Mark Astaria to leave British Red Cross for consultancy aimed at third sector

07 August 2017 Consultancy.uk

British Red Cross Fundraising Director Mark Astarita has announced he will leave the charity in late 2017 to join the fundraising and search consultancy Aldrich & Ward. The decision comes after 14 years with the charity, with Astarita due to focus on work with the international entity of the Red Cross project, in his new role as a consultant.

Aldrich & Ward is a boutique practice focused on helping charities and social businesses develop and implement organisational strategies, by identifying and recruiting the best talent to secure success in the third sector. The company was founded by Tobin Aldrich – who previously led fundraising and communications functions for major charities including Concern Worldwide, WWF and the National Deaf Children's Society – and Imogen Ward – whose 20+ years' experience in senior non-profit leadership roles include being CEO of an African education charity and the Lessons for Life Foundation. Come November, the boutique will change its name to Astarita Aldrich & Ward, when their new colleague, British Red Cross (BRC) Funding Director Mark Astarita, joins the consulting firm.

Astarita has worked for the BRC for a total of 14 years, and also served as chair of the Institute of Fundraising between 2011 and 2014. Over the course of his lengthy tenure at the forefront of the third sector, Astarita has been notably outspoken, creating controversy in 2013 when he used IoF’s national awards as a platform to berated charity leaders for not defending their fundraisers – describing them as "cowards" for failing to defend their ground-staff when their efforts came under fire from critics. This later saw the Fundraising Director come under attack from British Tabloid The Daily Mail, as part of its investigation into the fundraising tactics used by some major charities. Despite this, in 2016 Astarita was awarded an OBE by the Queen for his services to the charity sector.

As part of his new role, Astarita will work with the International Red Cross, the global incarnation of the charity he will leave, to lead the consultancy’s work on the creation and implementation of a new global fundraising hub for the International Red Cross and Red Crescent movement. The hub is designed to help build the fundraising capacity and expertise of the entity’s local segments, through strategic input, data analysis and global insight. In order to pursue his new task, Astarita confirmed he was not receiving a pay-out to leave BRC, as well as taking a pay-cut from his previous £120,000 a year salary.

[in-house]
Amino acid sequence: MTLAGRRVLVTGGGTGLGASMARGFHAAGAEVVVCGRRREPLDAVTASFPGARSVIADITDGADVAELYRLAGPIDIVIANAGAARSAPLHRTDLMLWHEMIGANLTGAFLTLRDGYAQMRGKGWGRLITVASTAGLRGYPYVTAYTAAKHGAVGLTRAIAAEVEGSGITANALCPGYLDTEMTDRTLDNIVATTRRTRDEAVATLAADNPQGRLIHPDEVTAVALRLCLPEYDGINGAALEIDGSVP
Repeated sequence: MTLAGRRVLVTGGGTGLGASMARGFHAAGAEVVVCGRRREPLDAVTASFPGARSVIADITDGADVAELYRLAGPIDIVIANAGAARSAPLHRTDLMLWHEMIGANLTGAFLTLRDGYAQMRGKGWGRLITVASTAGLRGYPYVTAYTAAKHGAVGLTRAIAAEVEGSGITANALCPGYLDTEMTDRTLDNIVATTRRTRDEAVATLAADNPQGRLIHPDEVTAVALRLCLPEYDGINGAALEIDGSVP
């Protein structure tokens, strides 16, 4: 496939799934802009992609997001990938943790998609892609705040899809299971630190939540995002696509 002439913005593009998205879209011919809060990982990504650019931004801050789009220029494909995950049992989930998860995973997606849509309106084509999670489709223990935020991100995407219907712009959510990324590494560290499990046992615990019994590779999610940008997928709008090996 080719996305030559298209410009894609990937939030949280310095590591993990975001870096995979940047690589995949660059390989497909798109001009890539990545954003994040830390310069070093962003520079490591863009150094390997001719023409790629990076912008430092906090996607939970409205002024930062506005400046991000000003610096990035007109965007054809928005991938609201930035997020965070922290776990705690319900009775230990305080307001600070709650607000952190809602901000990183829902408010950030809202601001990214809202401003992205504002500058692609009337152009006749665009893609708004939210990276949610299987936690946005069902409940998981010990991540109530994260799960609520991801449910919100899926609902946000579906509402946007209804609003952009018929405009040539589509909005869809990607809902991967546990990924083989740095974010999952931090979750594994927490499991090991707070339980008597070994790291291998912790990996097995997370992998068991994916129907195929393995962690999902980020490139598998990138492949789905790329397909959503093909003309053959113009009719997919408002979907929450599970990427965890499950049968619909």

Mark Astaria to leave British Red Cross for consultancy aimed at third sector

"I’ve been an advocate for global solutions within the International Red Cross movement for a decade," Astarita said of the move. "It’s something we’ve been talking about for a long time and the opportunity came to do something about it. What could I do but step forward?"

The move was due to be announced eight weeks previously, however the news was put on hold following the terrorist attack on Manchester and the Grenfell Tower fire, national tragedies which the BRC became heavily involved in raising for. At the time Astarita said an incredible amount of money had been raised but he was concerned that the method through which it was being distributed was extremely complex, creating barriers that individuals implicated in the tragedies had trouble navigating, leaving large amounts of the £18-20 million raised for Grenfell victims alone unspent. 

While announcing his approaching departure from the BRC, Astaria said the work the charity did as a result of those two events would be among the proudest memories he would take away from his time at the British Red Cross. "I used to say the thing I was most proud of was the work we did around the bombings of 7 July 2015," he stated. "But the past eight weeks have been the most extraordinary and relentless weeks of my life: not only have we raised a lot of money, but we have also distributed a lot of it, and the Red Cross has never been more active in terms of the volunteers deployed.”

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